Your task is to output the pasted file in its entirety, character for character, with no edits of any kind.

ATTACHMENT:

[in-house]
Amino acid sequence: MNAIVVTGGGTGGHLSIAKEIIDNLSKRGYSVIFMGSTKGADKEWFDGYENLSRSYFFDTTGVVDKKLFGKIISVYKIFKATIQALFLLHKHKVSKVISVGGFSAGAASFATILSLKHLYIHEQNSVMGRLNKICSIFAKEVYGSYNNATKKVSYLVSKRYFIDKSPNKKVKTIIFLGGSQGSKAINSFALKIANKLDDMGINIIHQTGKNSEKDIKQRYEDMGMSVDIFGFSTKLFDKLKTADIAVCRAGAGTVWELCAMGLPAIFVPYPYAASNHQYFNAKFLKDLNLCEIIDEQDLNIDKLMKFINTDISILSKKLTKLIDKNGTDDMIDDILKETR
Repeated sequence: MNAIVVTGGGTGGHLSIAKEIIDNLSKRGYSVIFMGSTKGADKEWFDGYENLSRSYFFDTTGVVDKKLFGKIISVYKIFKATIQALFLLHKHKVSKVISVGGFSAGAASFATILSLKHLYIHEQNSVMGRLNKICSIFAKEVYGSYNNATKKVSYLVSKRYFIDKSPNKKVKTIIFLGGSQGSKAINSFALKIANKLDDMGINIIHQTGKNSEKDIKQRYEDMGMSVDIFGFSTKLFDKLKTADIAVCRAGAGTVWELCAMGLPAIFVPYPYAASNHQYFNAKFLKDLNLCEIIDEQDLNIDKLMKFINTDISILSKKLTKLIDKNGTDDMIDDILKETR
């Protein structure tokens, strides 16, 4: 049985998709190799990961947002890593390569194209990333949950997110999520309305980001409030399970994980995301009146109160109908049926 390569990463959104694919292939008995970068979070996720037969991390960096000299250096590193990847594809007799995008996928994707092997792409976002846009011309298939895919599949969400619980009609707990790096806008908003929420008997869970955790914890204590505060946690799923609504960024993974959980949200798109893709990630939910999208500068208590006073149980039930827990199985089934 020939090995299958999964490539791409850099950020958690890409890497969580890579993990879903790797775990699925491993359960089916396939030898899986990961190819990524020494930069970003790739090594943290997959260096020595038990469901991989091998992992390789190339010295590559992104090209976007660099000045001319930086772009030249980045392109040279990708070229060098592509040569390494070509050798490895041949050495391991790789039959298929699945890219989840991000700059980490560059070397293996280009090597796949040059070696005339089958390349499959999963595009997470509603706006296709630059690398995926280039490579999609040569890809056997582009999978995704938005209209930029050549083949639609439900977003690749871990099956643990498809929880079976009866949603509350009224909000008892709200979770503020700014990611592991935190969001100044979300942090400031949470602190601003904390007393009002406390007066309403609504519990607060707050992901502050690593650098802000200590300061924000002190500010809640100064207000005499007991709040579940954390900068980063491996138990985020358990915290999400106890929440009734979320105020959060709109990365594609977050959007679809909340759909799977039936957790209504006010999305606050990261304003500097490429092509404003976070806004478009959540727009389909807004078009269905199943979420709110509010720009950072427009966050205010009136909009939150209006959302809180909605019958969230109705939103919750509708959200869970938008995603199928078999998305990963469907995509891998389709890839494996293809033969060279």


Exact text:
[in-house]
Amino acid sequence: MNAIVVTGGGTGGHLSIAKEIIDNLSKRGYSVIFMGSTKGADKEWFDGYENLSRSYFFDTTGVVDKKLFGKIISVYKIFKATIQALFLLHKHKVSKVISVGGFSAGAASFATILSLKHLYIHEQNSVMGRLNKICSIFAKEVYGSYNNATKKVSYLVSKRYFIDKSPNKKVKTIIFLGGSQGSKAINSFALKIANKLDDMGINIIHQTGKNSEKDIKQRYEDMGMSVDIFGFSTKLFDKLKTADIAVCRAGAGTVWELCAMGLPAIFVPYPYAASNHQYFNAKFLKDLNLCEIIDEQDLNIDKLMKFINTDISILSKKLTKLIDKNGTDDMIDDILKETR
Repeated sequence: MNAIVVTGGGTGGHLSIAKEIIDNLSKRGYSVIFMGSTKGADKEWFDGYENLSRSYFFDTTGVVDKKLFGKIISVYKIFKATIQALFLLHKHKVSKVISVGGFSAGAASFATILSLKHLYIHEQNSVMGRLNKICSIFAKEVYGSYNNATKKVSYLVSKRYFIDKSPNKKVKTIIFLGGSQGSKAINSFALKIANKLDDMGINIIHQTGKNSEKDIKQRYEDMGMSVDIFGFSTKLFDKLKTADIAVCRAGAGTVWELCAMGLPAIFVPYPYAASNHQYFNAKFLKDLNLCEIIDEQDLNIDKLMKFINTDISILSKKLTKLIDKNGTDDMIDDILKETR
């Protein structure tokens, strides 16, 4: 049985998709190799990961947002890593390569194209990333949950997110999520309305980001409030399970994980995301009146109160109908049926 390569990463959104694919292939008995970068979070996720037969991390960096000299250096590193990847594809007799995008996928994707092997792409976002846009011309298939895919599949969400619980009609707990790096806008908003929420008997869970955790914890204590505060946690799923609504960024993974959980949200798109893709990630939910999208500068208590006073149980039930827990199985089934 020939090995299958999964490539791409850099950020958690890409890497969580890579993990879903790797775990699925491993359960089916396939030898899986990961190819990524020494930069970003790739090594943290997959260096020595038990469901991989091998992992390789190339010295590559992104090209976007660099000045001319930086772009030249980045392109040279990708070229060098592509040569390494070509050798490895041949050495391991790789039959298929699945890219989840991000700059980490560059070397293996280009090597796949040059070696005339089958390349499959999963595009997470509603706006296709630059690398995926280039490579999609040569890809056997582009999978995704938005209209930029050549083949639609439900977003690749871990099956643990498809929880079976009866949603509350009224909000008892709200979770503020700014990611592991935190969001100044979300942090400031949470602190601003904390007393009002406390007066309403609504519990607060707050992901502050690593650098802000200590300061924000002190500010809640100064207000005499007991709040579940954390900068980063491996138990985020358990915290999400106890929440009734979320105020959060709109990365594609977050959007679809909340759909799977039936957790209504006010999305606050990261304003500097490429092509404003976070806004478009959540727009389909807004078009269905199943979420709110509010720009950072427009966050205010009136909009939150209006959302809180909605019958969230109705939103919750509708959200869970938008995603199928078999998305990963469907995509891998389709890839494996293809033969060279």